Sunday, March 10, 2019

Let the Prodigal

Let the Prodigal
March 11, 2019
Luke 15:20 3:11 "But while he was still a long way off, his father saw him and was filled with compassion for his; he ran to his son, threw his arms around him and kissed him."

The story of the prodigal son is famous enough that it can be summed up in a few words. A man had two sons and the younger wanted his inheritance early. So the man divided up his property and the young son left to live in wild living and lost all his wealth. The young son finally came home, humbled, hoping his father might take him back as a hired hand, but the father rejoiced when his son came home and welcomed him back as a son. When the story if reviewed in the Bible, it is just a few short verses. No one knows further detail than this simple parable that Jesus told. The point of the story was the son returning and the Father welcoming him home, similar to the Lord taking us back. But a part of the parable is seldom discusses, the part when the father has to watch his son go, when the father has to let his prodigal son go.

The parable Jesus told never suggested the father begged and pleaded that the son would stay, the father gave the son the gift of a free choice. The father new he could not control his son, forcing him to do something he did not want to do, that would have made his son rebel all the more. Fortunately, and unfortunately, the son was given a free will to make all his own mistakes, possibly rebuking any wisdom from his father.  When I read the story in its entirety, knowing how the father rejoiced and welcomed him back, I know the father deeply loved him and missed his son. I know that watching his son leave was possibly the most painful thing he had ever experienced. The parable is always told from the point of the prodigal son returning, but no one ever discusses the father having to let his son go. Its not that the father is disowning his son, but allowing him the freedom to choose his own path, even if he has been warned that it leads to danger and destruction. I can only imagine the sleepless nights the father went through, wondering if his son was OK, if he was even alive.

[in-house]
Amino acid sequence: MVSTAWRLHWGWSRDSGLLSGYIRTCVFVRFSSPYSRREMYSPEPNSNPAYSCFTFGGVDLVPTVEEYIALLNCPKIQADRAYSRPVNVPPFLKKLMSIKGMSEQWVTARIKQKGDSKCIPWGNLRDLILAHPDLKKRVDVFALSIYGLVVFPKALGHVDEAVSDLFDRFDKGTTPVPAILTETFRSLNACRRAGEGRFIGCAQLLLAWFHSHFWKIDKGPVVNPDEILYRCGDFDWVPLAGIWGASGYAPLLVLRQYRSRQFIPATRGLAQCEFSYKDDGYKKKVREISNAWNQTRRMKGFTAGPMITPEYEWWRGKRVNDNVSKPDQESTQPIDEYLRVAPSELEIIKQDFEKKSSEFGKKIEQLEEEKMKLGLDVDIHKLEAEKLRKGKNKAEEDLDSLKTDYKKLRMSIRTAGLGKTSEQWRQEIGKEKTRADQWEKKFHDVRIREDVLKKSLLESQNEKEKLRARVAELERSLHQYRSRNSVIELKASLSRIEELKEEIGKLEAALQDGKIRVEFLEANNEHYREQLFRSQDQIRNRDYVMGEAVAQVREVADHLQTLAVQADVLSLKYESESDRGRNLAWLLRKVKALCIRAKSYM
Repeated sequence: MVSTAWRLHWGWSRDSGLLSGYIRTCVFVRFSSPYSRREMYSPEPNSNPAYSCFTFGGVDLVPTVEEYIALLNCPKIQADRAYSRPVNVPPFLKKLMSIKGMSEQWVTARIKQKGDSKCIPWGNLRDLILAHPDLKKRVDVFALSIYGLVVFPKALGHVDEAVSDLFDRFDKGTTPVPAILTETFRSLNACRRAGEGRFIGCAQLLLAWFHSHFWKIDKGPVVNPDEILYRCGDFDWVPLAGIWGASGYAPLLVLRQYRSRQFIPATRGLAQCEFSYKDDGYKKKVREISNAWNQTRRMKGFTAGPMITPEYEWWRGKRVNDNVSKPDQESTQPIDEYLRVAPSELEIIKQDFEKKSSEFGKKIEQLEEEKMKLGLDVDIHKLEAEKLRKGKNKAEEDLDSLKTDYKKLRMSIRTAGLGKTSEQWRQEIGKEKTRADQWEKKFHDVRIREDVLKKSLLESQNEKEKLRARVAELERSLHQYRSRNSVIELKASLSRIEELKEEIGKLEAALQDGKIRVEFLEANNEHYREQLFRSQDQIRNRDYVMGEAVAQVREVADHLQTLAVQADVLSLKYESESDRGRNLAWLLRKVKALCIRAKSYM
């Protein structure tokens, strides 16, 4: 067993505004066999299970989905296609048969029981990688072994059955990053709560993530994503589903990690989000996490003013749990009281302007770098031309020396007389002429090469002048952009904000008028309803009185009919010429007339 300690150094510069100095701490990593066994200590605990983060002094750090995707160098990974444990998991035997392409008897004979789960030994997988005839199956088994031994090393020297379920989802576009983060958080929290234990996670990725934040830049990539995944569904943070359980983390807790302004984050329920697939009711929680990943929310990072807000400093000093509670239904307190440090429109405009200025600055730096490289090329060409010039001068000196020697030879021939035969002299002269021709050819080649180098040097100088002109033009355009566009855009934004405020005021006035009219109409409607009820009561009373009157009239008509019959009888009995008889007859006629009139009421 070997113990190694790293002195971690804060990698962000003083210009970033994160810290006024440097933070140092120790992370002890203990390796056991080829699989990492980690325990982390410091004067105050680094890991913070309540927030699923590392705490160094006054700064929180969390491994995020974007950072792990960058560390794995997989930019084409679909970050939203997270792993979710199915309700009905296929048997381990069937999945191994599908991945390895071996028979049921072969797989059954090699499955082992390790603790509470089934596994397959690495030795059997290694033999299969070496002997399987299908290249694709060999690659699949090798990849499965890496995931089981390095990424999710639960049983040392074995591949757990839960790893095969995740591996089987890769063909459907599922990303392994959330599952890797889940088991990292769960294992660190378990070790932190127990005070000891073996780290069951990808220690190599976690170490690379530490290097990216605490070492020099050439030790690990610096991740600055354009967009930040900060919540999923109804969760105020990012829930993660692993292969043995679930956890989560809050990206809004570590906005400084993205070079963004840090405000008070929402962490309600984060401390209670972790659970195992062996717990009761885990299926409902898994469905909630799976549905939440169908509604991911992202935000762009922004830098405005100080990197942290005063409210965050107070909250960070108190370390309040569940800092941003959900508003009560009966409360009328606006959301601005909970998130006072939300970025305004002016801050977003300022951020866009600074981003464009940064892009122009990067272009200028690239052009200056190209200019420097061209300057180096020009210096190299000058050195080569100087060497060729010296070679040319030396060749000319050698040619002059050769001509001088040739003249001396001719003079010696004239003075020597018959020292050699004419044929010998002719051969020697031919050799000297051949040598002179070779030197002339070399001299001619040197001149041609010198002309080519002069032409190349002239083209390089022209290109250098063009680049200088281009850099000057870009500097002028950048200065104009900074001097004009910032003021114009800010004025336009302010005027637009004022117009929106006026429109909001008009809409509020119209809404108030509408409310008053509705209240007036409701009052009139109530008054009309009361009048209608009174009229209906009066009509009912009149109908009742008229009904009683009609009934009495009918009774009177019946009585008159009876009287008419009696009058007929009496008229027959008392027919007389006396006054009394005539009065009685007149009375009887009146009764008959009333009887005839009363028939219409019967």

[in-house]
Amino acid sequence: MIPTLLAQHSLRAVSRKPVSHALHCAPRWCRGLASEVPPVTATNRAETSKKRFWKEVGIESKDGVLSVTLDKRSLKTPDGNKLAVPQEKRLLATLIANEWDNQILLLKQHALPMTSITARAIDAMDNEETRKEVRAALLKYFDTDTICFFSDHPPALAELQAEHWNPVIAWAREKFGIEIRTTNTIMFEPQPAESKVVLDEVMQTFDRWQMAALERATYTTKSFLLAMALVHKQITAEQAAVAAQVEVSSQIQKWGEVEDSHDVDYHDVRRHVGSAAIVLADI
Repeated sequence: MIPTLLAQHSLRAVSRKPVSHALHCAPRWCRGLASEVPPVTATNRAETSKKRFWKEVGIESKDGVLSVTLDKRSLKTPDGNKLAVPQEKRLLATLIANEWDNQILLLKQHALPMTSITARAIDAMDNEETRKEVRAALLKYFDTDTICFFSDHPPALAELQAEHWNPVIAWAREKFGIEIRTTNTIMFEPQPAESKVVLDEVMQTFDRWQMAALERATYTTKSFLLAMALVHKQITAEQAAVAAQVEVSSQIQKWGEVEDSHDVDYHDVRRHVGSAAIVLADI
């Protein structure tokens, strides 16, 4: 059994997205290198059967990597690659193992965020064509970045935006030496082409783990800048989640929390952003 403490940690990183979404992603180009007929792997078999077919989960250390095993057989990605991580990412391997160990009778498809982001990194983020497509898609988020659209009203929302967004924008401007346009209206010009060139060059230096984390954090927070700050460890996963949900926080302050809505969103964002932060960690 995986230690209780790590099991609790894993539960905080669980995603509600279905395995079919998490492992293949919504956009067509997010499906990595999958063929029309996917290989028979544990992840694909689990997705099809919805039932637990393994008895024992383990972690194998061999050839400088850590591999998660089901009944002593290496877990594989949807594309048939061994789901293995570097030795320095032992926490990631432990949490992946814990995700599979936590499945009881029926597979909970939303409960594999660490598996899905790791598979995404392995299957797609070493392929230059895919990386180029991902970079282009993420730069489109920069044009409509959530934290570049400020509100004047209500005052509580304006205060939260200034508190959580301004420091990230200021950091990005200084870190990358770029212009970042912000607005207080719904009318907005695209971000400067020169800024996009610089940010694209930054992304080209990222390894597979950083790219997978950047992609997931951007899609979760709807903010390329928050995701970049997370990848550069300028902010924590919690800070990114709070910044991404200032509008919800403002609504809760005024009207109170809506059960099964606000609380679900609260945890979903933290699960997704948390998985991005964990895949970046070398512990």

The full parable references the Heavenly Father as the father in the story, that he welcomes his children home when they are willing to return. But no one ever discusses the heartache the children cause the father, the turmoil of watching them utilize their free will toward a path that leads to death. The prodigal son's father had to watch him go, had to let him go, and our Heavenly Father does the same thing. The Lord gives us a free will, warns us of all the paths, and then has to let us go if we want to go. I don't know which is more painful, the prodigal son being humbled on the destructive path or the father watching his son leave and knowing what is about to happen.

Your choices, Christian, do not just affect you, they affect those around you and oftentimes they break the heart of God. You decisions have caused the Lord so much emotional turmoil, possible more than you've experienced when making the bad choices. And yet, the Lord still chooses it this way, to love you as a child knowing you are going to break his heart at some point. Anytime you have made a bad decision in life or if you are going to make one in the future, the Lord has given you the freedom to make that choice; He has to let you go if you want to go. But know that He is standing there waiting, without sleep, in eager anticipation to take you back.

Don't take my word for it; look it up:  Pr 1:7, Pr 10:1, Pr 12:15, Luke 15:11-32

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